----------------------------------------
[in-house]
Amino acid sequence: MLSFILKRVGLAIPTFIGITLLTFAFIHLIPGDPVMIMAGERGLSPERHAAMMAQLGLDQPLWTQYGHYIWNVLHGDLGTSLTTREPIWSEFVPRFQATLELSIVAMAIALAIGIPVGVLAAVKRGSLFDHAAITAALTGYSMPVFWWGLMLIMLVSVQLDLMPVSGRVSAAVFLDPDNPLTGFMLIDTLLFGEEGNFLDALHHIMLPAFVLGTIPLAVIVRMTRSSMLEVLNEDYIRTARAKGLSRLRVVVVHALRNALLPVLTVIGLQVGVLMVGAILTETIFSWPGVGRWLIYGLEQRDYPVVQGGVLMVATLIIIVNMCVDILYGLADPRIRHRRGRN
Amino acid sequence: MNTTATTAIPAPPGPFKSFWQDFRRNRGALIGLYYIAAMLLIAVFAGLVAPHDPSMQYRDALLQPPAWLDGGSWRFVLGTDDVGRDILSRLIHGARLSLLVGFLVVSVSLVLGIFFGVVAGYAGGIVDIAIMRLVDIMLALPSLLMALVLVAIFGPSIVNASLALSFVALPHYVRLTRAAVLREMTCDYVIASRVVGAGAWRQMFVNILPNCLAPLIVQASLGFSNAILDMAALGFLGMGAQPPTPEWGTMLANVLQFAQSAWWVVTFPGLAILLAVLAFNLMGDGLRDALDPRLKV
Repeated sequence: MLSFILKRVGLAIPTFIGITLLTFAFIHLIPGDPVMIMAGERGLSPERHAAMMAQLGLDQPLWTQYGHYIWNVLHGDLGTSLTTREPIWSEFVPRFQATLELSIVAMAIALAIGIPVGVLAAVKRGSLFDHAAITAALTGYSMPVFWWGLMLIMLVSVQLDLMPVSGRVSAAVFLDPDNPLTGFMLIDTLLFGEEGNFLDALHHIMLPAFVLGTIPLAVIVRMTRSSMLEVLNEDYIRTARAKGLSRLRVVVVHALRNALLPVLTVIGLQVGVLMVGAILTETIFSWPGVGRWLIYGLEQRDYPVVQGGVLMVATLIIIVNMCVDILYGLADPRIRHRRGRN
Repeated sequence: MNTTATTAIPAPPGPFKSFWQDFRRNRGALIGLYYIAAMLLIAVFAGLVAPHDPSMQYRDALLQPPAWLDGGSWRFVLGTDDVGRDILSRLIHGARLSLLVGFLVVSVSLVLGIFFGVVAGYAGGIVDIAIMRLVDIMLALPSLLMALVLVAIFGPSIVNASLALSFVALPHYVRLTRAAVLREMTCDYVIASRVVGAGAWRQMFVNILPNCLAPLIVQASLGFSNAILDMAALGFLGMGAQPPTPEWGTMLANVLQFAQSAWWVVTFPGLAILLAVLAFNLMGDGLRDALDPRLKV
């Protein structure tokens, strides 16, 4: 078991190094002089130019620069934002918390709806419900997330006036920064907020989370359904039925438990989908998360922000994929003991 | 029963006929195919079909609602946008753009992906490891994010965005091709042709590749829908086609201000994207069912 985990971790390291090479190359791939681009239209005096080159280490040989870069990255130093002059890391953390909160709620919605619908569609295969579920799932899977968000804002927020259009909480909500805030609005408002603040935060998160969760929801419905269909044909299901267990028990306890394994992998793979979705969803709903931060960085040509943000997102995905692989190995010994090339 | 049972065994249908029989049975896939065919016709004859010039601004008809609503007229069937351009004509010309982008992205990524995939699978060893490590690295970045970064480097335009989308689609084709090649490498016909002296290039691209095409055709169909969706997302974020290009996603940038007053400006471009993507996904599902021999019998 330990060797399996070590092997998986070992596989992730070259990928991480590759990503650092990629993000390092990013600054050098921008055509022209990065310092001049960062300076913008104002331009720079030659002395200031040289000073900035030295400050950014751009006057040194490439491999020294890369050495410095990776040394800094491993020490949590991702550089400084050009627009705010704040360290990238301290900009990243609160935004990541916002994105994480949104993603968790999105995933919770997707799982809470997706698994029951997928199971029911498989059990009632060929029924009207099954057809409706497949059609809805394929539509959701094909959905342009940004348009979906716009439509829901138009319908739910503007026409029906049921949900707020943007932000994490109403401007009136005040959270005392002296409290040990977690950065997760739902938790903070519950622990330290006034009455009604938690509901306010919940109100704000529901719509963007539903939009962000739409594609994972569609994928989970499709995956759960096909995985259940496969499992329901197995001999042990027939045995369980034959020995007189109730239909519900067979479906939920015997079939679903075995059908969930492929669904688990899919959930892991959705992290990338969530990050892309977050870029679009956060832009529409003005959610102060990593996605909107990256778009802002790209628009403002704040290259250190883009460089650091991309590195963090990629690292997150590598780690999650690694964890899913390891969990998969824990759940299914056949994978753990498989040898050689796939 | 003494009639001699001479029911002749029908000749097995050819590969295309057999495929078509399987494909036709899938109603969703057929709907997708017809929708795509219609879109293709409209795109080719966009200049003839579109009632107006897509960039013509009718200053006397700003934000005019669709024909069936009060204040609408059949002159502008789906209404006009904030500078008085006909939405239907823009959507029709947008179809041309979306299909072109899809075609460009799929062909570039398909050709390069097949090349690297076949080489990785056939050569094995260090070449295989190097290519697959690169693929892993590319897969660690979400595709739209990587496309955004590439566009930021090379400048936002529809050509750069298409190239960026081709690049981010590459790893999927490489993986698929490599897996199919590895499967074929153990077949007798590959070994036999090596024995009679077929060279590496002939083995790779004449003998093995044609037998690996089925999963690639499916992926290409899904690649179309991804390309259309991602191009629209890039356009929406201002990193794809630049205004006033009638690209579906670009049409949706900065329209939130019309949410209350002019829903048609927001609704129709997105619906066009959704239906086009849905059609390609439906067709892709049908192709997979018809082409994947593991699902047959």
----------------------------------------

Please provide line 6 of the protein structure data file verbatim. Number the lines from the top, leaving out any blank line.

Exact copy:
């Protein structure tokens, strides 16, 4: 078991190094002089130019620069934002918390709806419900997330006036920064907020989370359904039925438990989908998360922000994929003991 | 029963006929195919079909609602946008753009992906490891994010965005091709042709590749829908086609201000994207069912 985990971790390291090479190359791939681009239209005096080159280490040989870069990255130093002059890391953390909160709620919605619908569609295969579920799932899977968000804002927020259009909480909500805030609005408002603040935060998160969760929801419905269909044909299901267990028990306890394994992998793979979705969803709903931060960085040509943000997102995905692989190995010994090339 | 049972065994249908029989049975896939065919016709004859010039601004008809609503007229069937351009004509010309982008992205990524995939699978060893490590690295970045970064480097335009989308689609084709090649490498016909002296290039691209095409055709169909969706997302974020290009996603940038007053400006471009993507996904599902021999019998 330990060797399996070590092997998986070992596989992730070259990928991480590759990503650092990629993000390092990013600054050098921008055509022209990065310092001049960062300076913008104002331009720079030659002395200031040289000073900035030295400050950014751009006057040194490439491999020294890369050495410095990776040394800094491993020490949590991702550089400084050009627009705010704040360290990238301290900009990243609160935004990541916002994105994480949104993603968790999105995933919770997707799982809470997706698994029951997928199971029911498989059990009632060929029924009207099954057809409706497949059609809805394929539509959701094909959905342009940004348009979906716009439509829901138009319908739910503007026409029906049921949900707020943007932000994490109403401007009136005040959270005392002296409290040990977690950065997760739902938790903070519950622990330290006034009455009604938690509901306010919940109100704000529901719509963007539903939009962000739409594609994972569609994928989970499709995956759960096909995985259940496969499992329901197995001999042990027939045995369980034959020995007189109730239909519900067979479906939920015997079939679903075995059908969930492929669904688990899919959930892991959705992290990338969530990050892309977050870029679009956060832009529409003005959610102060990593996605909107990256778009802002790209628009403002704040290259250190883009460089650091991309590195963090990629690292997150590598780690999650690694964890899913390891969990998969824990759940299914056949994978753990498989040898050689796939 | 003494009639001699001479029911002749029908000749097995050819590969295309057999495929078509399987494909036709899938109603969703057929709907997708017809929708795509219609879109293709409209795109080719966009200049003839579109009632107006897509960039013509009718200053006397700003934000005019669709024909069936009060204040609408059949002159502008789906209404006009904030500078008085006909939405239907823009959507029709947008179809041309979306299909072109899809075609460009799929062909570039398909050709390069097949090349690297076949080489990785056939050569094995260090070449295989190097290519697959690169693929892993590319897969660690979400595709739209990587496309955004590439566009930021090379400048936002529809050509750069298409190239960026081709690049981010590459790893999927490489993986698929490599897996199919590895499967074929153990077949007798590959070994036999090596024995009679077929060279590496002939083995790779004449003998093995044609037998690996089925999963690639499916992926290409899904690649179309991804390309259309991602191009629209890039356009929406201002990193794809630049205004006033009638690209579906670009049409949706900065329209939130019309949410209350002019829903048609927001609704129709997105619906066009959704239906086009849905059609390609439906067709892709049908192709997979018809082409994947593991699902047959």